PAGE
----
I don’t even remember how long ago I started this, but I saw it at the library, and it was one of those where you had to return it in a week. So I read as far as I could in a week, and decided I liked it enough to finish it, so I bought it. Then I think I put it down for a while, might have come back to it, put it down again, etc. A friend had loaned me some books (most notably, 1Q84) so I decided to get through that first so I could return it to my friend.
As a fan of King’s work, mostly his early stuff, but more recently Doctor Sleep and 11/22/63, he really can do no wrong as far as I’m concerned. Revival fell slightly short of my expectations. For a while, it seemed like it was going to fall along the lines of his less horrific work, such as 11/22/63, and then took a turn toward the end for the weird.
Revival centers around Charles Jacobs. a preacher who “heals” people using a jolt of electricity. And Jamie Morton, who first encounters Jacobs as a child, and at various times throughout his life. The relationship between the two men is tumultuous at best. Jacobs helps Jamie get off drugs, but Jamie also believes Jacobs to be a fraud and is vehemently opposed to the tactics Jacobs uses to fleece the legions of people who donate to Jacobs’ mission. If you think of the word “Revival,” it can have a couple of meanings. Both meanings are employed in this novel. I won’t spell it out further, for those who don’t want spoilers. But if you think of a man who is healing various ailments, you can kind of guess what “ailment” he will ultimately try to heal.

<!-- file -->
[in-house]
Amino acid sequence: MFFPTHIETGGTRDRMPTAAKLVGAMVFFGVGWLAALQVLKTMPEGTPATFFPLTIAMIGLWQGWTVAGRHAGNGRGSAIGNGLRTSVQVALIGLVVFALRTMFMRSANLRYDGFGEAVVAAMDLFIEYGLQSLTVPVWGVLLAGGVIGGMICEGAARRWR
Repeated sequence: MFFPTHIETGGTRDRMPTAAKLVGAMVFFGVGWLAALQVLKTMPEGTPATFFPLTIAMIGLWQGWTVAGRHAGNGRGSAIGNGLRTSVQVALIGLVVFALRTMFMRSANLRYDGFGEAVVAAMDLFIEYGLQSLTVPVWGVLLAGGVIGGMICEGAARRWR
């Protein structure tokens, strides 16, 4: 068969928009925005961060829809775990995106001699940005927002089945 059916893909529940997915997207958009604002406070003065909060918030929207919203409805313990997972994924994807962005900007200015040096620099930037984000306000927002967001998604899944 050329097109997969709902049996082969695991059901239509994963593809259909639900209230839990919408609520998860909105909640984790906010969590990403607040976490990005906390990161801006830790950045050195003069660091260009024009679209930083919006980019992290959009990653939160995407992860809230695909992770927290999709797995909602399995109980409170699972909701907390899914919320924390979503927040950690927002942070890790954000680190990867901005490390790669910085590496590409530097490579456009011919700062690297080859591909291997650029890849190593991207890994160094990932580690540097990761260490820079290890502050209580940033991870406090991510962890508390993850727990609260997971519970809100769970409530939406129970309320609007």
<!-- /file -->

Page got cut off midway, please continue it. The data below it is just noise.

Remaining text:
Good stuff. Not King’s finest, but not the worst, either. It wouldn’t be my pick to give to a Stephen King virgin, that is for sure. It’s unfortunately a book that I will probably not remember a single detail about if I am asked about it in even a few months.